The value of Irish goods exports fell by 32 per cent in April as the Covid-19 pandemic stalled economic activity across the globe.
The latest trade figures show seasonally-adjusted goods exports decreased by €5.4 billion to €11.6 billion in April compared with the previous month. This constituted the biggest one-month decline on record.
The period coincided with lockdown measures to contain the virus here and in most of the State’s main trading partners.
It is understood that many companies had positioned their stock abroad in March in anticipation of potential difficulties in shipping in the coming months.
The figures also show goods imports decreased by €735 million to €5.8 billion leading to a trade surplus of €5.77 billion for April, 45 per cent less than the previous month.
Exports of organic chemicals declined by 14 per cent to €1.6 billion in April compared with the same month last year while exports of professional, scientific and controlling apparatus fell by 22 per cent to €446 million.
Amid the general decline, exports of medical and pharmaceutical products, a mainstay of the State’s export trade, increased by 6 per cent to €4.8 billion, accounting for 42 per cent of total exports.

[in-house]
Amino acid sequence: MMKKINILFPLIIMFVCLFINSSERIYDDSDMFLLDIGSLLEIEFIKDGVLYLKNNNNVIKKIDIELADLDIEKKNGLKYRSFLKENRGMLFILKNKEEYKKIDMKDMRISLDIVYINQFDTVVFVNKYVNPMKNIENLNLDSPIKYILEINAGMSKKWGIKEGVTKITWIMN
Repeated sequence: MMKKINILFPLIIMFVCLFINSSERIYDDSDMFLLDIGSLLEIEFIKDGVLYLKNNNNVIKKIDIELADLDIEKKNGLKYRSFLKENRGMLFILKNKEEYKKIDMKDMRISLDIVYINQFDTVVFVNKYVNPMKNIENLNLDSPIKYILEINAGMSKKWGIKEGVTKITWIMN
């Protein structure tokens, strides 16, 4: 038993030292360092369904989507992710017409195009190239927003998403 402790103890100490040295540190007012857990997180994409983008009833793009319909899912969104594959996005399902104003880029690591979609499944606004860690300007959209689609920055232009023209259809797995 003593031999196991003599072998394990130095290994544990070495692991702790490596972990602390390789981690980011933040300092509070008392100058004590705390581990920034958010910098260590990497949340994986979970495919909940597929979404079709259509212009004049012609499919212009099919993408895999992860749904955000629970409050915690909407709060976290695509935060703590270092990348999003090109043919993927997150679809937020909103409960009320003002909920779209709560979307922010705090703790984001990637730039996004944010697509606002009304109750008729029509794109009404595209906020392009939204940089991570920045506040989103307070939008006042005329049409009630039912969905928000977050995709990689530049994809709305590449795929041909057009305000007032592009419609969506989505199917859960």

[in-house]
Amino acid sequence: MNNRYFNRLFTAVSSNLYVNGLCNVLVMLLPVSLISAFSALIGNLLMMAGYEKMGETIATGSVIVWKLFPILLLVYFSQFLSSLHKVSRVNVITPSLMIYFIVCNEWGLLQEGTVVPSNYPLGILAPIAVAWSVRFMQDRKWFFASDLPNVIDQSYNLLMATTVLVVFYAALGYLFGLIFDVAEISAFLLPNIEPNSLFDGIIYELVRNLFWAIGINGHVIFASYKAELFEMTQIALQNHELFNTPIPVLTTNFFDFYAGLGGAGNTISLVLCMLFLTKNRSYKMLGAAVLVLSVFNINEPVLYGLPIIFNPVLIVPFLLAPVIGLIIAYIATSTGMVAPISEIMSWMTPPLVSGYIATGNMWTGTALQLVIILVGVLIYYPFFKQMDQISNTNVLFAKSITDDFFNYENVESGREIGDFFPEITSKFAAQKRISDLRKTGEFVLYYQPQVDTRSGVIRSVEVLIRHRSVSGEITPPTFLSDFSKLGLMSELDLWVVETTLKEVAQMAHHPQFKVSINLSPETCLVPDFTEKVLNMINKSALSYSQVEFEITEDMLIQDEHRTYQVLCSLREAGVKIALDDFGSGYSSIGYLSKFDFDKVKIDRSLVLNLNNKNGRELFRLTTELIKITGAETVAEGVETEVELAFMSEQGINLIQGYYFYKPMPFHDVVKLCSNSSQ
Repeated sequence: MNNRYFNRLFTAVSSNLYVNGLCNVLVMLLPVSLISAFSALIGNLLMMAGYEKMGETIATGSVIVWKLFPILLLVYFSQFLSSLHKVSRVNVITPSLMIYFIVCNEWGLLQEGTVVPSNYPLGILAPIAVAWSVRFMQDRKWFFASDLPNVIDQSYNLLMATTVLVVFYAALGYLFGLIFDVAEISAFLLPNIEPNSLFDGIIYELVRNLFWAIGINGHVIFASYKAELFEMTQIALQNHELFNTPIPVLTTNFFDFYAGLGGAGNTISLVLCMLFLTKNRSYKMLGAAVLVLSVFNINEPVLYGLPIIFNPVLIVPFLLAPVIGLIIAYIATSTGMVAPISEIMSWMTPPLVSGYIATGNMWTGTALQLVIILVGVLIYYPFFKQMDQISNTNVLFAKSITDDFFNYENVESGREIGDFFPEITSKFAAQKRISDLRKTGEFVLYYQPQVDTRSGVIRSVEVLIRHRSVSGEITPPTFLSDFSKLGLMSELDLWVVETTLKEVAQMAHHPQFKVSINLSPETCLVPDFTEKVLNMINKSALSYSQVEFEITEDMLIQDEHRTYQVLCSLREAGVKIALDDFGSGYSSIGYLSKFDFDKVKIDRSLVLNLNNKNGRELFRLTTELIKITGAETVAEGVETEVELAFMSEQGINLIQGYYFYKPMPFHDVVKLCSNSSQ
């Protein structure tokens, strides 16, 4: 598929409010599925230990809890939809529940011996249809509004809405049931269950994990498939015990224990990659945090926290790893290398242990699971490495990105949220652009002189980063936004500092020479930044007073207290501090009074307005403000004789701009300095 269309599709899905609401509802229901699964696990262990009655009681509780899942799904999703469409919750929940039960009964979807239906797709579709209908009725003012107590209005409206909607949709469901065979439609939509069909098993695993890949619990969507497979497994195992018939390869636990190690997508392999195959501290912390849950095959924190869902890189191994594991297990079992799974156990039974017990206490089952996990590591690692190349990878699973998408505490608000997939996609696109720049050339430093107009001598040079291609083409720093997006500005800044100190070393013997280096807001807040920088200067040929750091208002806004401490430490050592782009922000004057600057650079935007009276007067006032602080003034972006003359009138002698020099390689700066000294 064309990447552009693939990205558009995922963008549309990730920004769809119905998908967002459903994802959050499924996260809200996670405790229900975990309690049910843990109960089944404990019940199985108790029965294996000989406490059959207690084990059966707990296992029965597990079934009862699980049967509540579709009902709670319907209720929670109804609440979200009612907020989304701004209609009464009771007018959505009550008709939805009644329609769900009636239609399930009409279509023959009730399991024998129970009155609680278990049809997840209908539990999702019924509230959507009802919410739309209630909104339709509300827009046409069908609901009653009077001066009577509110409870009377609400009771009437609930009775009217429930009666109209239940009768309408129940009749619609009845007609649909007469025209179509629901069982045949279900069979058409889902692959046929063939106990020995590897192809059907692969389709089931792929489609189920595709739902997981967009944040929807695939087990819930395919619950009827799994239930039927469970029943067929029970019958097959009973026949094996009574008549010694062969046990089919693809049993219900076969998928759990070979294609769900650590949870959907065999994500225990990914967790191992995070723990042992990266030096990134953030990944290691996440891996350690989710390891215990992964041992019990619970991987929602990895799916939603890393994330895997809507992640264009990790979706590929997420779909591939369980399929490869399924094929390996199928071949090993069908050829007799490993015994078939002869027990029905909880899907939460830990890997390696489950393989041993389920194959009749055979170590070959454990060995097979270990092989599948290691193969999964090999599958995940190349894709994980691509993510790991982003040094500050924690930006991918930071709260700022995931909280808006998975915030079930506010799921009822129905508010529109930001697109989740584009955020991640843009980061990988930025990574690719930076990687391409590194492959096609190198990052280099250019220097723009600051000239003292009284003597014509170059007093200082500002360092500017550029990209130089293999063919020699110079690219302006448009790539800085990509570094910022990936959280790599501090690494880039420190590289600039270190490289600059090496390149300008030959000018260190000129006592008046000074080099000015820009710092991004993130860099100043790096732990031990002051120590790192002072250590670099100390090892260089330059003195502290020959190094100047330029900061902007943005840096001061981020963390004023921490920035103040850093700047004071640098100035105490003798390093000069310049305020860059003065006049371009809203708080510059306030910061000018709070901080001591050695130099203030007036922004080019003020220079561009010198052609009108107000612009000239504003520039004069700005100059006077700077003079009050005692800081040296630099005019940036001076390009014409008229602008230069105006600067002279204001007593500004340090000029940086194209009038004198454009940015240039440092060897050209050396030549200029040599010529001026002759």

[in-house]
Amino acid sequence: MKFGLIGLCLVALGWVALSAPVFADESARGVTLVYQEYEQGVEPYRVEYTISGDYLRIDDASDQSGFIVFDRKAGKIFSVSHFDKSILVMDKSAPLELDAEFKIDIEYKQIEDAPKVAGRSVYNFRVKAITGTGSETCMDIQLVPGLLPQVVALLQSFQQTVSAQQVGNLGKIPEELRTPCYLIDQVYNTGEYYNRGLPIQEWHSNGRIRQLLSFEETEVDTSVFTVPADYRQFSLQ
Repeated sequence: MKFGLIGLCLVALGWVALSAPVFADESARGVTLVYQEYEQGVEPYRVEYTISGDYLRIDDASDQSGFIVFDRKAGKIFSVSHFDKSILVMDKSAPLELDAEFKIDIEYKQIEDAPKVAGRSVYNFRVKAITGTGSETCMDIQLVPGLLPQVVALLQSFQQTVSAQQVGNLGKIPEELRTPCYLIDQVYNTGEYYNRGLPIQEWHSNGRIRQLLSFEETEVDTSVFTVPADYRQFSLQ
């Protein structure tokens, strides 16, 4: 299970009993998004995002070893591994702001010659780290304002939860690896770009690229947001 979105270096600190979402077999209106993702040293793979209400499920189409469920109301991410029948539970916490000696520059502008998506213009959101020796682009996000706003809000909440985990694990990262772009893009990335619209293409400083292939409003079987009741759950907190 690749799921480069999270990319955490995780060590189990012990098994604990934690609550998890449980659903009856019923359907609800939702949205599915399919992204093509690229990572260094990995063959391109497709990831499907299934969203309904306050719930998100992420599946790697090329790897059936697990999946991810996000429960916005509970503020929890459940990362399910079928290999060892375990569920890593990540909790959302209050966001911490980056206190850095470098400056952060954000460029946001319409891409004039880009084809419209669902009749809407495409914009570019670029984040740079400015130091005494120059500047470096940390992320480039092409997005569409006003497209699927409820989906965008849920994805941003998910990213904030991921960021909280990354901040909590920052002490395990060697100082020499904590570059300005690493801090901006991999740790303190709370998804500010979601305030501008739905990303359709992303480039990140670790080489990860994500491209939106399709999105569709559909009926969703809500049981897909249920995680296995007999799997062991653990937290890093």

Imports of other transport equipment, including aircraft, meanwhile, decreased by €1.4 billion or 76 per cent to €432 million, while imports of petroleum decreased by 54 per cent to €211 million.
The European Union accounted for just over €4.2 billion or 36 per cent of total goods exports in April, up 37 per cent, of which €1.3 billion went to Belgium and €1.1 billion went to Germany.
Antwerp is one of the largest global drug redistribution hubs and receives most of the State’s pharma exports that are not destined for the United States.
The US was the single largest export destination, accounting for €3.8 billion or 33 per cent of total exports in April.
The figures show the EU accounted for €1.9 billion (33 per cent) of total goods imports in April, which is a decrease of €764 million (29 per cent) compared with April 2019.